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Listeria Symptoms Every Mom Needs To Know, Because These Veggie Recalls Are Out Of Control

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Fresh off the heels of a massive frozen vegetable recall caused by supplier CRF Frozen Foods, Trader Joe's has issued another recall, this time on fresh vegetables – specifically, their Broccoli Slaw & Kale Salad. And Trader Joe's is far from the only company affected by the recent onslaught of veggie recalls due to possible listeria contamination; major chains such as Costco and Kroger have had to pull products, and all told, the recall has effected more than 40 brands. Avoiding contaminated food is priority No. 1, of course, but every mom should know the symptoms of listeria infection, because it could be deadly.

That's right, deadly. According to NPR, while most healthy people can handle listeria, if it gets into the bloodstream, it causes listeriosis, which kills one in five victims. Pregnant women, newborns, and the elderly are of particularly high risk. Those wondering why listeria sounds familiar might recall that it's the reason pregnant women aren't allowed to eat deli meat or unpasteurized cheese; the bacteria can live on cold food, hence the reason it's causing us to throw all of our frozen food in the trash. Pregnant women are 10 times more likely to be sickened by listeria than the general public, and that can put the fetus at risk.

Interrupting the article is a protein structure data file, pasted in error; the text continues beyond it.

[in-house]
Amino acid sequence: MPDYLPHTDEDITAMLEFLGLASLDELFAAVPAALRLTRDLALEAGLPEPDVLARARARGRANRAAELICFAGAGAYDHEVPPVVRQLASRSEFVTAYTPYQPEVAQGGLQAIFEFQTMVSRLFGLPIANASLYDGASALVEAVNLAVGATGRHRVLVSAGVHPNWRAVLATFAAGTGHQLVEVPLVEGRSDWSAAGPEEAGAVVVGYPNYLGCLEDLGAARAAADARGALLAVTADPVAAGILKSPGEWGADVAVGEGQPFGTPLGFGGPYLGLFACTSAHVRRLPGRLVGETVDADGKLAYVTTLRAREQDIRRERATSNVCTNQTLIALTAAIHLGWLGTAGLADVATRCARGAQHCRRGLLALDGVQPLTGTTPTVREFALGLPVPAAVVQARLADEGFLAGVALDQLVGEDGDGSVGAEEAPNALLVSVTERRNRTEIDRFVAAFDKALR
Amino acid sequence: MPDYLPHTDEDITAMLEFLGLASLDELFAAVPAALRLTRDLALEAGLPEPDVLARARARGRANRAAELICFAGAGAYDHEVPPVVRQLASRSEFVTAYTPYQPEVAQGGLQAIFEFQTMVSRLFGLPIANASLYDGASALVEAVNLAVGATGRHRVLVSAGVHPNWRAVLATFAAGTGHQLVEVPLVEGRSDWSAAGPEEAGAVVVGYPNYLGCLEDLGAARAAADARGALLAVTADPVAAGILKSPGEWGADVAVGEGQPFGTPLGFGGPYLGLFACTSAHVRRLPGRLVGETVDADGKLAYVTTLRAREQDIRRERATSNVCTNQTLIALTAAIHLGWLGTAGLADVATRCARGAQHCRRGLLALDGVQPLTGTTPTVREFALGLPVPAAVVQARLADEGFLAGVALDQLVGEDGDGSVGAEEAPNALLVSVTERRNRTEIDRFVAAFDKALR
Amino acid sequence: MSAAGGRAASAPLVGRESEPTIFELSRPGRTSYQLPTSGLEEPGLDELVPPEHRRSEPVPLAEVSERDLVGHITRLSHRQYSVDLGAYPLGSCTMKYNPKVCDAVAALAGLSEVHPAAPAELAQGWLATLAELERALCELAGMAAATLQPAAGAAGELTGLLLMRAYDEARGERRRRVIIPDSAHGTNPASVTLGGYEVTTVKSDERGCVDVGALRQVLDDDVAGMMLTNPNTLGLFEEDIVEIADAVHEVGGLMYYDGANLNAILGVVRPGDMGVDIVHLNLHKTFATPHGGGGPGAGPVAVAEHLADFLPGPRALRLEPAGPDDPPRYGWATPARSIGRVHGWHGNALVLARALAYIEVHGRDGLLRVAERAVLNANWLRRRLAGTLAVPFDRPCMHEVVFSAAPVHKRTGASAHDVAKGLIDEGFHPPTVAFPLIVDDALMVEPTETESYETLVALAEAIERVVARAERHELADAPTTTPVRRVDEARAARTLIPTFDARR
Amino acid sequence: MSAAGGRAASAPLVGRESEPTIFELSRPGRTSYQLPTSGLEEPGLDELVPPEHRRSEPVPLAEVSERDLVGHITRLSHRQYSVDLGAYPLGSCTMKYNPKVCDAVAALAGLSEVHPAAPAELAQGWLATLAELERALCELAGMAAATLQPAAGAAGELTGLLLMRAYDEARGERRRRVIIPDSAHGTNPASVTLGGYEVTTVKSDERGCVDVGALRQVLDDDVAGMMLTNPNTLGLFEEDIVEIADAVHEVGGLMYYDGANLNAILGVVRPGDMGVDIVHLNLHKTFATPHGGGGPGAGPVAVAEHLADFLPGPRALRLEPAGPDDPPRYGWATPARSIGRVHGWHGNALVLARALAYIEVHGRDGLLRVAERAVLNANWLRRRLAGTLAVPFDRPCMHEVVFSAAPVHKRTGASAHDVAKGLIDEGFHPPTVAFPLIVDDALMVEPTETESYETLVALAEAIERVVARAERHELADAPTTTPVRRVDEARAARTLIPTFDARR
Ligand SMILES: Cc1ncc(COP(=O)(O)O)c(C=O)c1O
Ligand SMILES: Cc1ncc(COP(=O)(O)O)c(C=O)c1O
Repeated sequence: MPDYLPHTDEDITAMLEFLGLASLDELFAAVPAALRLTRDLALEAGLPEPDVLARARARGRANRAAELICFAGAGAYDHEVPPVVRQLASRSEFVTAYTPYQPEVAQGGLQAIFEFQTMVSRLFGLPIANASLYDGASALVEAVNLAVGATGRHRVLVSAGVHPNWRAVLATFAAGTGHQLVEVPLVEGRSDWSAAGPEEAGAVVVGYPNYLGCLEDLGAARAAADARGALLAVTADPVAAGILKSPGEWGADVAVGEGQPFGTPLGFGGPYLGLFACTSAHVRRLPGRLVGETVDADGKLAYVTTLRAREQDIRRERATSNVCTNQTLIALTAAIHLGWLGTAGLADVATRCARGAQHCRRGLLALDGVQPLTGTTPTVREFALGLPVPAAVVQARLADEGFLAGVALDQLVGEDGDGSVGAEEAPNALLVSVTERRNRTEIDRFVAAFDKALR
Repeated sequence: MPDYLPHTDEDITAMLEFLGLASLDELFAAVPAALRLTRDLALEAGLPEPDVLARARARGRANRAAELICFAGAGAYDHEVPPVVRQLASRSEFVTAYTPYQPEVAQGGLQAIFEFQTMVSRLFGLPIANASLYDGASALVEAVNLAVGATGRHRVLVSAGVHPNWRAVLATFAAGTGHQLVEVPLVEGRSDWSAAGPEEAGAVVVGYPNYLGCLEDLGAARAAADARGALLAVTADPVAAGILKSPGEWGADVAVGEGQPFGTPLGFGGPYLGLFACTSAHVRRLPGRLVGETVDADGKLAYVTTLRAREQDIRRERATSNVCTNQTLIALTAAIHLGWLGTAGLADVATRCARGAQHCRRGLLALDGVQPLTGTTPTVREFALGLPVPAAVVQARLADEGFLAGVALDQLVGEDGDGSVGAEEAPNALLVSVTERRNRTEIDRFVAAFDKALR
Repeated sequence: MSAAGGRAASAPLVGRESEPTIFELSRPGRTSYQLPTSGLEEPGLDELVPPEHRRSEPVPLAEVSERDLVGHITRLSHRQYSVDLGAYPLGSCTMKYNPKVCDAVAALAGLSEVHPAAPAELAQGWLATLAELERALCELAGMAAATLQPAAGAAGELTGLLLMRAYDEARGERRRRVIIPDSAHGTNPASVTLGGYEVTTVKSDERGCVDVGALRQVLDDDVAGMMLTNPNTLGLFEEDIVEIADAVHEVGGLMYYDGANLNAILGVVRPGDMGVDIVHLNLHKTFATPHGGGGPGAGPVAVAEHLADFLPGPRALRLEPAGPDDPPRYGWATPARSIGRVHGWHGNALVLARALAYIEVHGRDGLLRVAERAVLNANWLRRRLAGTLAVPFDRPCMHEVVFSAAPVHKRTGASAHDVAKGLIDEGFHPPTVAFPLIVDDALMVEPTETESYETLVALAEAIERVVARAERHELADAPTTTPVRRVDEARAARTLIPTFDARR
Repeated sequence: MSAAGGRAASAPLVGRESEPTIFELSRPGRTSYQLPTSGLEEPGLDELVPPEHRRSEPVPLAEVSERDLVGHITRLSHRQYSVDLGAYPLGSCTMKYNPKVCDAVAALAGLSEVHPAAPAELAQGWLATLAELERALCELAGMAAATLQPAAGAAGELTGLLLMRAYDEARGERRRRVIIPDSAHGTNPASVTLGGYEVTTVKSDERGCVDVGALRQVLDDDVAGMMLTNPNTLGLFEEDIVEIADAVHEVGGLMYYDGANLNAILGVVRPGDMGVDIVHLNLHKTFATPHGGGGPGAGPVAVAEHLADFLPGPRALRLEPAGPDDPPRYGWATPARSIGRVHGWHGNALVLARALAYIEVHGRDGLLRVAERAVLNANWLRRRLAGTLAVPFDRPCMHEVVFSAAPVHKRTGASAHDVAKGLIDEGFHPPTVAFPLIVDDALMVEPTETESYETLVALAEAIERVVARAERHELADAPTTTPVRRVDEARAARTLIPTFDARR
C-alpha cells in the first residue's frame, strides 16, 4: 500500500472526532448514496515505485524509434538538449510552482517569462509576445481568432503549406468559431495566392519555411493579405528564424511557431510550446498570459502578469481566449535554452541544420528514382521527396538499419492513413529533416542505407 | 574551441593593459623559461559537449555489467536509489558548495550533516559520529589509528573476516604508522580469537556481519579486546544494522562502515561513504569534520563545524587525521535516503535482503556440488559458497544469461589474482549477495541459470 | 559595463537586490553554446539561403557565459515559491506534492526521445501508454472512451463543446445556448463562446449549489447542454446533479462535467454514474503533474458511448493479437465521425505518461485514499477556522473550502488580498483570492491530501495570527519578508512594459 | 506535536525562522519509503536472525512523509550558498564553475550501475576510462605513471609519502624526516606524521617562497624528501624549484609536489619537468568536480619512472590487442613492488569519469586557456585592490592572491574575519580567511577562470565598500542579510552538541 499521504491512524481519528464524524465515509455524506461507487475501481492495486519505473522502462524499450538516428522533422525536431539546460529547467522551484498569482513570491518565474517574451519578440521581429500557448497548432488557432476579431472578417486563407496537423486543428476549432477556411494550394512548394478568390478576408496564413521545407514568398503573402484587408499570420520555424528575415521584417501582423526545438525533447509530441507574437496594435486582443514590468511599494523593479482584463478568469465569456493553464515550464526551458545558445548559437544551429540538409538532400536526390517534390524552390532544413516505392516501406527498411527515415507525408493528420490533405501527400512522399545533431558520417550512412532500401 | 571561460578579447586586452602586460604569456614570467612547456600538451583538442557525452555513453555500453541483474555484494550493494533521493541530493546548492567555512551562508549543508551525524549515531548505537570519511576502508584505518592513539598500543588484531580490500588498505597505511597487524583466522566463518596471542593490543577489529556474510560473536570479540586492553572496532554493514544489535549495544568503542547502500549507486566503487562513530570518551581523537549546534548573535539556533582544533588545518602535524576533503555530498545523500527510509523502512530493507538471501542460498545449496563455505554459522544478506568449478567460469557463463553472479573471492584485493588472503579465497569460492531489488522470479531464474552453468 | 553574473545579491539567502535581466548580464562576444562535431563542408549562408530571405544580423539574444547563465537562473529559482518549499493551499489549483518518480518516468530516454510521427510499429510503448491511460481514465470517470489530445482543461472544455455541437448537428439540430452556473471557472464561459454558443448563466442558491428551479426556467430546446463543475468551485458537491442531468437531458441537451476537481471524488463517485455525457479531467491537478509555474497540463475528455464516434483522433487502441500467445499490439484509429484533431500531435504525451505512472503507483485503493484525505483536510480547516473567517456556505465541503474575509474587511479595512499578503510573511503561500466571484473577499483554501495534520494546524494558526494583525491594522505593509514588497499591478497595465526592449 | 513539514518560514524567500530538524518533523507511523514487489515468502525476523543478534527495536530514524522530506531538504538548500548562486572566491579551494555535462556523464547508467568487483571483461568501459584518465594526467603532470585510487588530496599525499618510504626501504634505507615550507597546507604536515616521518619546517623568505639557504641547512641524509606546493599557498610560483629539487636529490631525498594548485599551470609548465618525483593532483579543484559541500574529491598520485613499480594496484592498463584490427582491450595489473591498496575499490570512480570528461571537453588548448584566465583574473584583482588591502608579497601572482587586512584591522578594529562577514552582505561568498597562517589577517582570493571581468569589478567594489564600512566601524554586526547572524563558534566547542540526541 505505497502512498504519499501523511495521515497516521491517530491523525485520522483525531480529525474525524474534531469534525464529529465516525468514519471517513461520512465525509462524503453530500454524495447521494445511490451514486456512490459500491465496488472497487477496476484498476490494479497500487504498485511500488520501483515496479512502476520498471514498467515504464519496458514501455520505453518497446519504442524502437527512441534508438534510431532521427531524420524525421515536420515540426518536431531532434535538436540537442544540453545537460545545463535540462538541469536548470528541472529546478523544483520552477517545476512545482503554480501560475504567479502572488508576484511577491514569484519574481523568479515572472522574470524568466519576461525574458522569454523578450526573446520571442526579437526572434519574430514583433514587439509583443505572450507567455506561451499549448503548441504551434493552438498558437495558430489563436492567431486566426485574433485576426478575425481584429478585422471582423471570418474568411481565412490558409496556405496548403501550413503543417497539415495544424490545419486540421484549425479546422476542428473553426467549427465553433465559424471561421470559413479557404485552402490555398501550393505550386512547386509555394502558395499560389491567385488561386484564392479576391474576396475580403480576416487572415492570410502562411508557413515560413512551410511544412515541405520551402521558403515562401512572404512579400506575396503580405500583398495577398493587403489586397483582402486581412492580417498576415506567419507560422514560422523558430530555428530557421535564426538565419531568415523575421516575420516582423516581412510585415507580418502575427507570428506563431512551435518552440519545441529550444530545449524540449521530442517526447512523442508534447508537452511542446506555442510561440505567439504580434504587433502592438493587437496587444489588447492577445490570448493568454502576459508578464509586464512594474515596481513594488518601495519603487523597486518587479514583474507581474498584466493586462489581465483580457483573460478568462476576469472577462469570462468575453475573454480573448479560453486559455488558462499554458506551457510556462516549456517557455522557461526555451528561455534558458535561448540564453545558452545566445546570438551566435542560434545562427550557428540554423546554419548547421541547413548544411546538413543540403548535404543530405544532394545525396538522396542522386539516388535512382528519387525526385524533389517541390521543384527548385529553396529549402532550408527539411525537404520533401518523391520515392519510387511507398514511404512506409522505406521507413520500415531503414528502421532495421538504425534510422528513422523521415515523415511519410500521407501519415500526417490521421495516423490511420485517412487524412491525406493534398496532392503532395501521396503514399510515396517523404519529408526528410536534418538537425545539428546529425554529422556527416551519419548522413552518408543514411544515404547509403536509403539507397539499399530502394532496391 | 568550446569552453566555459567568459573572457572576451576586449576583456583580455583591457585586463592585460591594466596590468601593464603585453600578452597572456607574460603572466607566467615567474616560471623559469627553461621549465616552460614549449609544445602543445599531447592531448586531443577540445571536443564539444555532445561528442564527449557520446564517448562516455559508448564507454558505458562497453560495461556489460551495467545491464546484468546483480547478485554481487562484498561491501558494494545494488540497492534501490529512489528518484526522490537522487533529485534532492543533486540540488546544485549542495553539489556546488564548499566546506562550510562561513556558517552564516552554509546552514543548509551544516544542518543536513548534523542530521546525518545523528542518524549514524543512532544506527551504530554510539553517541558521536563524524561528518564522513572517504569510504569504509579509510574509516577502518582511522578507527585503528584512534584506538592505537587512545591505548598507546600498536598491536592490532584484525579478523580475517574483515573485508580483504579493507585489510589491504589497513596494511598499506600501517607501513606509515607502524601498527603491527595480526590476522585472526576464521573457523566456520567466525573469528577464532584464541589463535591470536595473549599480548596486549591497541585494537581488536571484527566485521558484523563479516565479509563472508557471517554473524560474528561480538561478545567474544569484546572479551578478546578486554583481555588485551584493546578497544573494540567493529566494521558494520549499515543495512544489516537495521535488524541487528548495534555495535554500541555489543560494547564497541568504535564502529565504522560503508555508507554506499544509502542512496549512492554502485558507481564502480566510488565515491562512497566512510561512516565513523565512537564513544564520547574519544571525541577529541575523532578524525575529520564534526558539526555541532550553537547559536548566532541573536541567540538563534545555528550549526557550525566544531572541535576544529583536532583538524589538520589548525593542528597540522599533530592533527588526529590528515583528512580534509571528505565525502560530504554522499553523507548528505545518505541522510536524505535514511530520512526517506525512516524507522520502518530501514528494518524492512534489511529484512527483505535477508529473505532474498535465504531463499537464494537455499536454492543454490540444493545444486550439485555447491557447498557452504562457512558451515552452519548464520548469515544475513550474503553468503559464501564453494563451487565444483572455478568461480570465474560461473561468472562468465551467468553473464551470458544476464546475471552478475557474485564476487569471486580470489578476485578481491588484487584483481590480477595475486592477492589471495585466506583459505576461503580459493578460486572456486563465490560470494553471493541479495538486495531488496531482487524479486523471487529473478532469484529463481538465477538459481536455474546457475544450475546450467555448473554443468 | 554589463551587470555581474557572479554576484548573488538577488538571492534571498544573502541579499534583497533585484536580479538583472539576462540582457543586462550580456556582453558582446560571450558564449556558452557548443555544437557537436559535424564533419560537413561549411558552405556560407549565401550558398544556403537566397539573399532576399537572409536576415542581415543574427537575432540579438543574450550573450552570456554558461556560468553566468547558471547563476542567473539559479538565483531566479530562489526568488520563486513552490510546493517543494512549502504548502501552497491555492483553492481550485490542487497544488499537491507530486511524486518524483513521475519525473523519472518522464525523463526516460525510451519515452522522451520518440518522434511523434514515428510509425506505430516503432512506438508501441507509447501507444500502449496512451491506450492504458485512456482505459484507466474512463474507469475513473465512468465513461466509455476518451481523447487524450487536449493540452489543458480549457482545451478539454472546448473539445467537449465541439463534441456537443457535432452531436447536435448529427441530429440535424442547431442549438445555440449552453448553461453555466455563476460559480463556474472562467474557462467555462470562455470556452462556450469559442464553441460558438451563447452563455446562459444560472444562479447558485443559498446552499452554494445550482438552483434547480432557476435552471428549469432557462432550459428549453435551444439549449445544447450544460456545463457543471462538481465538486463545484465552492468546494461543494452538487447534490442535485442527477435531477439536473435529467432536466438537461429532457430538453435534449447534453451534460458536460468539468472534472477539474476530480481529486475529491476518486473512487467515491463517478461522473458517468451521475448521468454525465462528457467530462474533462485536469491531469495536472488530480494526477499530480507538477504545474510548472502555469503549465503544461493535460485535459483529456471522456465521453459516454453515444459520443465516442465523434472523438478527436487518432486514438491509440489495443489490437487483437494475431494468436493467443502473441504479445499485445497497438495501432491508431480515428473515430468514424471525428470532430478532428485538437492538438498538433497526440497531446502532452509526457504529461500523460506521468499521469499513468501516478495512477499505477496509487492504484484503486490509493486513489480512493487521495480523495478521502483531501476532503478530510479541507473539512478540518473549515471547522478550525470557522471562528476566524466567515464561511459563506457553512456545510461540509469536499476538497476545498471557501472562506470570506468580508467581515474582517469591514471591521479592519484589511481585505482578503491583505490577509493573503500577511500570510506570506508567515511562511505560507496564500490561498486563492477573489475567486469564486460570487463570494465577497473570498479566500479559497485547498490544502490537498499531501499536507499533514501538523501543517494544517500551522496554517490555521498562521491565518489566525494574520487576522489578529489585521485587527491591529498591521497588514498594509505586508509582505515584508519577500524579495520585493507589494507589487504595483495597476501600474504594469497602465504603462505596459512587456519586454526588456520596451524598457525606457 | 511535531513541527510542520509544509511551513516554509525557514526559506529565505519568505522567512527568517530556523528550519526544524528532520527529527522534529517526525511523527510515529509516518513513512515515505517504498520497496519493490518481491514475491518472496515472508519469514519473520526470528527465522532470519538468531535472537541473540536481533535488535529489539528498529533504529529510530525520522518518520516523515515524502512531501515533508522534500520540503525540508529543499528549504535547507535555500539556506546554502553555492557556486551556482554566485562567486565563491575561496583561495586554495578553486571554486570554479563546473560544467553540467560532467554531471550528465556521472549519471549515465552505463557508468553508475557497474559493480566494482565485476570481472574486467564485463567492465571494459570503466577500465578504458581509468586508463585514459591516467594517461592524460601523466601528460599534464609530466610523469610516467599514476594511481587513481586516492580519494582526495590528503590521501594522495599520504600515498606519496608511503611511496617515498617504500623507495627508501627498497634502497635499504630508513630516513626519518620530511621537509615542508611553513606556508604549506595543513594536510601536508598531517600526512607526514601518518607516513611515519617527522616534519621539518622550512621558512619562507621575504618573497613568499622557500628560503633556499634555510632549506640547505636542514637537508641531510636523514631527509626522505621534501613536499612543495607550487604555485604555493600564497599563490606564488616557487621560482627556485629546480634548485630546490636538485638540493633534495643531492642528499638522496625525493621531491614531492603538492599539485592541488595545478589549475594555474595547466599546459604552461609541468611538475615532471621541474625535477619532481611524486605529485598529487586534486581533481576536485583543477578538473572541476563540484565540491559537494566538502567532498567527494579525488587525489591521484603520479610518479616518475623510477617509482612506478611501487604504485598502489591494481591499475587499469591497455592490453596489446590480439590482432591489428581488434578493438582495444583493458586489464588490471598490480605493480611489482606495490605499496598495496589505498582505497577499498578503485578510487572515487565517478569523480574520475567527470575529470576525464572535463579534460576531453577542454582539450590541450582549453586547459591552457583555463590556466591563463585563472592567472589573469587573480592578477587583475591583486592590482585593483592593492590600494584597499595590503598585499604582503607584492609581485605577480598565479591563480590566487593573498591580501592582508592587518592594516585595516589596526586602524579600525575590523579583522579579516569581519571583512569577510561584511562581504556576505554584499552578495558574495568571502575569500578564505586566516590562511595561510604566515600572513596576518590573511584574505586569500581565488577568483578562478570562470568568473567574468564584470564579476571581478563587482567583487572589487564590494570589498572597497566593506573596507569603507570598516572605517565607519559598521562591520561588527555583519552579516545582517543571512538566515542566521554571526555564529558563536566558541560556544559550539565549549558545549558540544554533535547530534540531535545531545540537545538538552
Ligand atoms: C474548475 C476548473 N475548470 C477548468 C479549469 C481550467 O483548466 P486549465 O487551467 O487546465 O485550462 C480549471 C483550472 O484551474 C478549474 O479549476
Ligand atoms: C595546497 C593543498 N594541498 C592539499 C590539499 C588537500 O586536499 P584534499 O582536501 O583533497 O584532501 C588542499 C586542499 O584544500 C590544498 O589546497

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Green beans are pictured at the Rungis international market in Rungis, outside Paris, on December 23, 2014. AFP PHOTO / LIONEL BONAVENTURE (Photo credit should read LIONEL BONAVENTURE/AFP/Getty Images)

According to the Centers for Disease Control and Prevention, listeriosis symptoms include "headache, stiff neck, confusion, loss of balance, and convulsions in addition to fever and muscle aches." However, the infection presents differently in pregnant women, who usually experience "fever and other non-specific symptoms, such as fatigue and aches." Listeria infection during pregnancy can lead to "miscarriage, stillbirth, premature delivery, or life-threatening infection of the newborn."

The CDC cautions that listeria occurs naturally in the environment, and all people are regularly exposed to it, so there's no need for asymptomatic people to get tested, but those experiencing fever and muscle aches or stiff neck, or fever and chills while pregnant, should immediately see their doctor to test their blood, spinal fluid, or amniotic fluid for the presence of Listeria monocytogenes. Symptoms can take up to two months to show up after eating contaminated food, so patients shouldn't assume they're out of the woods just because they didn't have kale for dinner the night before.

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Kale is seen at a Farmer's Market where locally grown produce is sold August 13, 2015 in Fairfax, Virginia. AFP PHOTO/PAUL J. RICHARDS (Photo credit should read PAUL J. RICHARDS/AFP/Getty Images)

Listeria can be killed with proper cooking, NPR reported, but it's certainly not worth the risk to knowingly eat potentially contaminated food (a full list of FDA recalls can be found here). That being said, those who want to go the extra mile to stay safe can heat their non-recalled veggies to 165 degrees Fahrenheit to be doubly sure that their food is listeria-free. Keep in mind, though, that infection isn't necessarily a death sentence; most cases are successfully treated with antibiotics. In short, we still have no excuse for not eating our vegetables.